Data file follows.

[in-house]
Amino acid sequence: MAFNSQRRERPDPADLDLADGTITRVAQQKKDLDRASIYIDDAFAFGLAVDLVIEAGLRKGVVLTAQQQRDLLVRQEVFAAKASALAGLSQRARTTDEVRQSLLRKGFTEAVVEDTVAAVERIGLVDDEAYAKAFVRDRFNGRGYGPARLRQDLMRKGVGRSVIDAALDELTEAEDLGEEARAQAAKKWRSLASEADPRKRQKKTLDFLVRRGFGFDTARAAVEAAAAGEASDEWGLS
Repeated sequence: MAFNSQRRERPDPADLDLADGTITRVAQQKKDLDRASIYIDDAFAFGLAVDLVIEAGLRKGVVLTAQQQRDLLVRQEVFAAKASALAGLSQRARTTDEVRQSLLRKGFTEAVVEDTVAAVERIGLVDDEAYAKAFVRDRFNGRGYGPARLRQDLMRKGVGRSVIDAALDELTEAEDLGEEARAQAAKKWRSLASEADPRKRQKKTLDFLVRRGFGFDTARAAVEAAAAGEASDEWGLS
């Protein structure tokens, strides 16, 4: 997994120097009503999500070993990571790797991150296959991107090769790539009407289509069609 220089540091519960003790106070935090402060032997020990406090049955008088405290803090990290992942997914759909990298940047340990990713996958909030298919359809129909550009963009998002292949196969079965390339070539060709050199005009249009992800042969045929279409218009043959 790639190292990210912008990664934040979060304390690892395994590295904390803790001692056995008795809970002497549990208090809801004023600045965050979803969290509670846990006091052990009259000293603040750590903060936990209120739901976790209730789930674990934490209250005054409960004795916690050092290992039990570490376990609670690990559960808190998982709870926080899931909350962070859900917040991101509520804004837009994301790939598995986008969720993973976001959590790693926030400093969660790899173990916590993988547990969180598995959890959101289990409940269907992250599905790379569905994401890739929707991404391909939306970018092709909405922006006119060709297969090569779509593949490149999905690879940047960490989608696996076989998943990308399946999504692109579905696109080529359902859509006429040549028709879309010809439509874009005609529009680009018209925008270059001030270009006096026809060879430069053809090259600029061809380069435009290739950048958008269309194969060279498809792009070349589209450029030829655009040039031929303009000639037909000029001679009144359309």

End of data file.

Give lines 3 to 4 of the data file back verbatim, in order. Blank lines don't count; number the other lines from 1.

Repeated sequence: MAFNSQRRERPDPADLDLADGTITRVAQQKKDLDRASIYIDDAFAFGLAVDLVIEAGLRKGVVLTAQQQRDLLVRQEVFAAKASALAGLSQRARTTDEVRQSLLRKGFTEAVVEDTVAAVERIGLVDDEAYAKAFVRDRFNGRGYGPARLRQDLMRKGVGRSVIDAALDELTEAEDLGEEARAQAAKKWRSLASEADPRKRQKKTLDFLVRRGFGFDTARAAVEAAAAGEASDEWGLS
């Protein structure tokens, strides 16, 4: 997994120097009503999500070993990571790797991150296959991107090769790539009407289509069609 220089540091519960003790106070935090402060032997020990406090049955008088405290803090990290992942997914759909990298940047340990990713996958909030298919359809129909550009963009998002292949196969079965390339070539060709050199005009249009992800042969045929279409218009043959 790639190292990210912008990664934040979060304390690892395994590295904390803790001692056995008795809970002497549990208090809801004023600045965050979803969290509670846990006091052990009259000293603040750590903060936990209120739901976790209730789930674990934490209250005054409960004795916690050092290992039990570490376990609670690990559960808190998982709870926080899931909350962070859900917040991101509520804004837009994301790939598995986008969720993973976001959590790693926030400093969660790899173990916590993988547990969180598995959890959101289990409940269907992250599905790379569905994401890739929707991404391909939306970018092709909405922006006119060709297969090569779509593949490149999905690879940047960490989608696996076989998943990308399946999504692109579905696109080529359902859509006429040549028709879309010809439509874009005609529009680009018209925008270059001030270009006096026809060879430069053809090259600029061809380069435009290739950048958008269309194969060279498809792009070349589209450029030829655009040039031929303009000639037909000029001679009144359309």